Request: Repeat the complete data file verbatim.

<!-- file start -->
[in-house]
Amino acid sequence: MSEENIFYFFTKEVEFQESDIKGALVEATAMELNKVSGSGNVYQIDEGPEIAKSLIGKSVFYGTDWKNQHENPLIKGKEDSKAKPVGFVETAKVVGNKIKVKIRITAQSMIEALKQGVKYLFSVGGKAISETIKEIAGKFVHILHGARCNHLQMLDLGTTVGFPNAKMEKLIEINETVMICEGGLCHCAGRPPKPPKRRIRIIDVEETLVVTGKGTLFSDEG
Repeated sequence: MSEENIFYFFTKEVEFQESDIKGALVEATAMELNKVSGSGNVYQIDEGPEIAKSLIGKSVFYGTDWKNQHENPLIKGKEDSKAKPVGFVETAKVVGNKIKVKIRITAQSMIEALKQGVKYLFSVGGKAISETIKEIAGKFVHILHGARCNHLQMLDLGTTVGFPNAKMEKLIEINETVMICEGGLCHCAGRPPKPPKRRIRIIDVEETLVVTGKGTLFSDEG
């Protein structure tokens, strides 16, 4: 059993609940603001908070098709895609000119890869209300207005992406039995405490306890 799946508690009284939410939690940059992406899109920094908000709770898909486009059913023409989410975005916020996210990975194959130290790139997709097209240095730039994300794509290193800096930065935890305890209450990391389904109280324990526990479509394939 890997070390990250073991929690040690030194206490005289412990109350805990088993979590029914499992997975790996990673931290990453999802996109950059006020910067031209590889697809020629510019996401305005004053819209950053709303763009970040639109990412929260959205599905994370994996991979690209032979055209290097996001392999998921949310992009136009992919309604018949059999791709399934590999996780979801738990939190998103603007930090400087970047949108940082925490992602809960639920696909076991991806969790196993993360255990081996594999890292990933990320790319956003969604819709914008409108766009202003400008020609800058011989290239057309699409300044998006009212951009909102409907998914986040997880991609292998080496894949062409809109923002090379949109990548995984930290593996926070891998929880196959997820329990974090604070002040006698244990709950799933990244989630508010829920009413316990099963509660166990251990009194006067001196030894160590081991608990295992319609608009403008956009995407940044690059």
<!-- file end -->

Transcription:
[in-house]
Amino acid sequence: MSEENIFYFFTKEVEFQESDIKGALVEATAMELNKVSGSGNVYQIDEGPEIAKSLIGKSVFYGTDWKNQHENPLIKGKEDSKAKPVGFVETAKVVGNKIKVKIRITAQSMIEALKQGVKYLFSVGGKAISETIKEIAGKFVHILHGARCNHLQMLDLGTTVGFPNAKMEKLIEINETVMICEGGLCHCAGRPPKPPKRRIRIIDVEETLVVTGKGTLFSDEG
Repeated sequence: MSEENIFYFFTKEVEFQESDIKGALVEATAMELNKVSGSGNVYQIDEGPEIAKSLIGKSVFYGTDWKNQHENPLIKGKEDSKAKPVGFVETAKVVGNKIKVKIRITAQSMIEALKQGVKYLFSVGGKAISETIKEIAGKFVHILHGARCNHLQMLDLGTTVGFPNAKMEKLIEINETVMICEGGLCHCAGRPPKPPKRRIRIIDVEETLVVTGKGTLFSDEG
């Protein structure tokens, strides 16, 4: 059993609940603001908070098709895609000119890869209300207005992406039995405490306890 799946508690009284939410939690940059992406899109920094908000709770898909486009059913023409989410975005916020996210990975194959130290790139997709097209240095730039994300794509290193800096930065935890305890209450990391389904109280324990526990479509394939 890997070390990250073991929690040690030194206490005289412990109350805990088993979590029914499992997975790996990673931290990453999802996109950059006020910067031209590889697809020629510019996401305005004053819209950053709303763009970040639109990412929260959205599905994370994996991979690209032979055209290097996001392999998921949310992009136009992919309604018949059999791709399934590999996780979801738990939190998103603007930090400087970047949108940082925490992602809960639920696909076991991806969790196993993360255990081996594999890292990933990320790319956003969604819709914008409108766009202003400008020609800058011989290239057309699409300044998006009212951009909102409907998914986040997880991609292998080496894949062409809109923002090379949109990548995984930290593996926070891998929880196959997820329990974090604070002040006698244990709950799933990244989630508010829920009413316990099963509660166990251990009194006067001196030894160590081991608990295992319609608009403008956009995407940044690059």